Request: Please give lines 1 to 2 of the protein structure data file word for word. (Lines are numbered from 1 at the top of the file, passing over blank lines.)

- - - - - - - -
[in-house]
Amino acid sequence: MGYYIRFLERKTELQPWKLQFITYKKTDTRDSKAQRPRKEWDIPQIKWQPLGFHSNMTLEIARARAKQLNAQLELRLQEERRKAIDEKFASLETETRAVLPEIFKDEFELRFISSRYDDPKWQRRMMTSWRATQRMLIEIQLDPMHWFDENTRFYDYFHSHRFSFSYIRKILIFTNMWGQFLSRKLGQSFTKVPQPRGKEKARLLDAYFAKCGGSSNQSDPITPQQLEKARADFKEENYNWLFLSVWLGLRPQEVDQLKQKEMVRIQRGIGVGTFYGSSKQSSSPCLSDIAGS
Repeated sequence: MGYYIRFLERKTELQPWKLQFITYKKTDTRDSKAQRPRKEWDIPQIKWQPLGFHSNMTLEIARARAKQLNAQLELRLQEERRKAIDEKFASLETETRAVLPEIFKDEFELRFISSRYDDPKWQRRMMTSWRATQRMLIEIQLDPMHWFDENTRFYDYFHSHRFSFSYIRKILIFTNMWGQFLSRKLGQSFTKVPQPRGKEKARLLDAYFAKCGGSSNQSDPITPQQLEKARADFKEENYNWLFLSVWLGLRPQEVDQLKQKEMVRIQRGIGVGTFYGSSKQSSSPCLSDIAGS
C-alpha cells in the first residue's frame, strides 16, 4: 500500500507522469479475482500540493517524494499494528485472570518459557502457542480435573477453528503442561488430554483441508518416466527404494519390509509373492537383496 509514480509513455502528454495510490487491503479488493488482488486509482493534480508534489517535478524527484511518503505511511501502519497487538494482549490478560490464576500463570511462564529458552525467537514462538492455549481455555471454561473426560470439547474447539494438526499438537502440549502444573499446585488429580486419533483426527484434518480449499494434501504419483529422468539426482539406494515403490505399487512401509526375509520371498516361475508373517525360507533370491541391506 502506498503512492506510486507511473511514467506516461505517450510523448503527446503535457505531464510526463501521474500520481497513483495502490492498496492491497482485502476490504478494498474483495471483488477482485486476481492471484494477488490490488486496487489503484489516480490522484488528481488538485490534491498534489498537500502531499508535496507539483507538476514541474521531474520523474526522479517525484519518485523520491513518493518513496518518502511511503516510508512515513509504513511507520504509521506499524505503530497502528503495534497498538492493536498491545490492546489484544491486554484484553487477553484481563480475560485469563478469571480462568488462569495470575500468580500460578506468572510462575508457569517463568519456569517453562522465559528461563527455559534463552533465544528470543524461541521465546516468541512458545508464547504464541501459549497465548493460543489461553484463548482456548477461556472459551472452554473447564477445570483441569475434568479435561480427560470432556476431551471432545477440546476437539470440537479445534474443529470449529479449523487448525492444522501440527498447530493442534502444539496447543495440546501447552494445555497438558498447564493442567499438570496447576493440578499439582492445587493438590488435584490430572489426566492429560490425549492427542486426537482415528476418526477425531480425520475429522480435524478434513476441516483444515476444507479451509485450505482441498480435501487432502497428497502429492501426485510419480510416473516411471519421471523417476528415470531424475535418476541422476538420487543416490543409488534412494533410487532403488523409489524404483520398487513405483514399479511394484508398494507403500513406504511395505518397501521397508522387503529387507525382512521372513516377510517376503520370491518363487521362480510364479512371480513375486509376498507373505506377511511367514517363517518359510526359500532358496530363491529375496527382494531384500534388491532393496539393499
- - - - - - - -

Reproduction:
[in-house]
Amino acid sequence: MGYYIRFLERKTELQPWKLQFITYKKTDTRDSKAQRPRKEWDIPQIKWQPLGFHSNMTLEIARARAKQLNAQLELRLQEERRKAIDEKFASLETETRAVLPEIFKDEFELRFISSRYDDPKWQRRMMTSWRATQRMLIEIQLDPMHWFDENTRFYDYFHSHRFSFSYIRKILIFTNMWGQFLSRKLGQSFTKVPQPRGKEKARLLDAYFAKCGGSSNQSDPITPQQLEKARADFKEENYNWLFLSVWLGLRPQEVDQLKQKEMVRIQRGIGVGTFYGSSKQSSSPCLSDIAGS